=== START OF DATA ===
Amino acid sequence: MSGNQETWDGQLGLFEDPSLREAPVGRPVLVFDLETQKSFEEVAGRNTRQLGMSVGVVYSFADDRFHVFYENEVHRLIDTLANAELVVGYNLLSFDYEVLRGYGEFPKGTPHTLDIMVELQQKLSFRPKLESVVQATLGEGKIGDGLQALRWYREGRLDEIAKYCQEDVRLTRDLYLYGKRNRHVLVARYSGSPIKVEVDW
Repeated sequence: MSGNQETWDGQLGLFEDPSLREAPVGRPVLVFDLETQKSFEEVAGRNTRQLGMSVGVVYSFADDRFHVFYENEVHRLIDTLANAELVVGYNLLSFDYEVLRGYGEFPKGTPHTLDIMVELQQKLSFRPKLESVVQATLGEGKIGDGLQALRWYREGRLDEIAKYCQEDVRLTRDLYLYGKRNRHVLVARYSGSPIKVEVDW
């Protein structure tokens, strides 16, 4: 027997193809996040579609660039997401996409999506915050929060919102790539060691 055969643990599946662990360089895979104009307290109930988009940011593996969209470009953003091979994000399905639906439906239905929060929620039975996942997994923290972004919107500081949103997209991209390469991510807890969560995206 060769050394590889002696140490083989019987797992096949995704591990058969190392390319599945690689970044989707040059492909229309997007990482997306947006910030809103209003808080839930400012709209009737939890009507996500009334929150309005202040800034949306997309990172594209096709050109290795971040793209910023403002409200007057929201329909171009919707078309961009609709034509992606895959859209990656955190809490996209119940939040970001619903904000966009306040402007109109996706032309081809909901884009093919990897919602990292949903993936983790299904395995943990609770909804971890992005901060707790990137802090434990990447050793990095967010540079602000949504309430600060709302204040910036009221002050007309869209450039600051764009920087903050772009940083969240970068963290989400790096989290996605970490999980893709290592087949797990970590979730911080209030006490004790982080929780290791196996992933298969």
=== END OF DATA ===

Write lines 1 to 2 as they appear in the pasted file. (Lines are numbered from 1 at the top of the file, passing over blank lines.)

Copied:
Amino acid sequence: MSGNQETWDGQLGLFEDPSLREAPVGRPVLVFDLETQKSFEEVAGRNTRQLGMSVGVVYSFADDRFHVFYENEVHRLIDTLANAELVVGYNLLSFDYEVLRGYGEFPKGTPHTLDIMVELQQKLSFRPKLESVVQATLGEGKIGDGLQALRWYREGRLDEIAKYCQEDVRLTRDLYLYGKRNRHVLVARYSGSPIKVEVDW
Repeated sequence: MSGNQETWDGQLGLFEDPSLREAPVGRPVLVFDLETQKSFEEVAGRNTRQLGMSVGVVYSFADDRFHVFYENEVHRLIDTLANAELVVGYNLLSFDYEVLRGYGEFPKGTPHTLDIMVELQQKLSFRPKLESVVQATLGEGKIGDGLQALRWYREGRLDEIAKYCQEDVRLTRDLYLYGKRNRHVLVARYSGSPIKVEVDW